In private equity, environmental, social and governance (ESG) factors are often overlooked and undervalued. Due diligence is usually more focused on the financial and quantitative aspects of the target. However, in recent years, ESG has proven to be a powerful underlying factor for business successes and failures. As evidence by the #MeToo movement, and the various human resource scandals that have made headlines in recent months, an unhealthy corporate culture can have serious consequences for even the biggest of enterprises. A study that looked at 231 mergers and acquisitions between 2001 and 2016 found that ESG compatible deals performed better than those with disparate positions on ESG, by an average of 21%.

This figure should be considered alongside the fact that in 2016, more than 15,000 deals were terminated or withdrawn. The face value of these terminated deals totals USD three trillion. One can appreciate the time, effort, and costs incurred in relation to these proposed transactions, which is why investors need to look beyond the bottom line, and see how a target is achieving its results early on in the evaluation process.

The first challenge is in recognizing how ESG translates into financial success. Perhaps the most prominent link comes from employee management. Employees working within a healthy ESG environment are more focused on teamwork and productivity. There are also cost benefits to be realized from having a stable workforce and better employee retention. Studies have shown that companies with the best corporate culture generate three times the total returns to shareholders.

Another major link is sales. Consumers are paying more attention to environmentally friendly and ethically sourced products. In this highly connected global market, reputation is emerging as a key consideration. Consumers do not shy away from endorsing their favorite products or quite literally burning them on social media for millions to see. There is also a rational connection between ESG and a company’s overall maturity. A company that has sustainability measures and solid governance policies is likely to have optimized its operations to reduce costs. It will likely also have better community, and governmental relations to bolster its reputation. Therefore, identifying a target’s ESG becomes a valuable tool and a risk management strategy for an acquirer.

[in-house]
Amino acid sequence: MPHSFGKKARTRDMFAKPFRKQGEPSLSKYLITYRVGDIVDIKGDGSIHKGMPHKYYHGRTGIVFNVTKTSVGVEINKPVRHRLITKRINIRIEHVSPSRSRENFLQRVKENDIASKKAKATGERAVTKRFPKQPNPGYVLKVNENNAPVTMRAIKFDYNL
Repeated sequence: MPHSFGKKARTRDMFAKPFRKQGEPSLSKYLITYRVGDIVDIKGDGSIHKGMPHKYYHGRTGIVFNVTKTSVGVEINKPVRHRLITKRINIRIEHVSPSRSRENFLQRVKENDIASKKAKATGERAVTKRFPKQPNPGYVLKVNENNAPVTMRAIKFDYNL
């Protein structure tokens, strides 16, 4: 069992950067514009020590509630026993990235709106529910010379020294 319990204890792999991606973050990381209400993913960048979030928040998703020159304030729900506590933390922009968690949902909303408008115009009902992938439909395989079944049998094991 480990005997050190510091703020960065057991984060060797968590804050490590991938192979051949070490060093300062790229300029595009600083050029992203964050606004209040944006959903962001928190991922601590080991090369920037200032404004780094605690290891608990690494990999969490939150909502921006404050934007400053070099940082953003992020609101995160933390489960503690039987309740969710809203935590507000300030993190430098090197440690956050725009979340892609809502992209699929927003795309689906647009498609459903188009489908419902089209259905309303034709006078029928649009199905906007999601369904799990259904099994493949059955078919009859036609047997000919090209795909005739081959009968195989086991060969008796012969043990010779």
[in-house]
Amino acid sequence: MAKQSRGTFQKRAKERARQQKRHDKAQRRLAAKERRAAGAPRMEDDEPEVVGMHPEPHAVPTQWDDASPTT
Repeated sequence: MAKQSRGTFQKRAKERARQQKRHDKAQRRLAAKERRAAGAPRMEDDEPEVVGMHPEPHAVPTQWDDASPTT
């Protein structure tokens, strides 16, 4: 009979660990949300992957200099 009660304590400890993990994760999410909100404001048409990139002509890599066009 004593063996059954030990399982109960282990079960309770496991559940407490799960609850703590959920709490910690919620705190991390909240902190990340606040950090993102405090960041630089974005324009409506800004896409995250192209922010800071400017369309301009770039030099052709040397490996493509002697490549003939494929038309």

This can be a challenge because ESG is not readily apparent or quantifiable, and it’s often beyond the scope of the standard legal due diligence process. Recognizing the importance of these factors in the context of risk management, companies have harnessed the power of big data, to provide non-financial insights to businesses looking to make an acquisition. Such tools can not only provide a historical report card, but can also forecast risks and opportunities. While still at the early stages, higher demand will inevitably lead to better reporting and analysis. Investors looking to protect their capital should carve out ESG as a standard component of every deal, and the data will follow.

The author would like to thank Maha Mansour, articling student, for her assistance in preparing this legal update.

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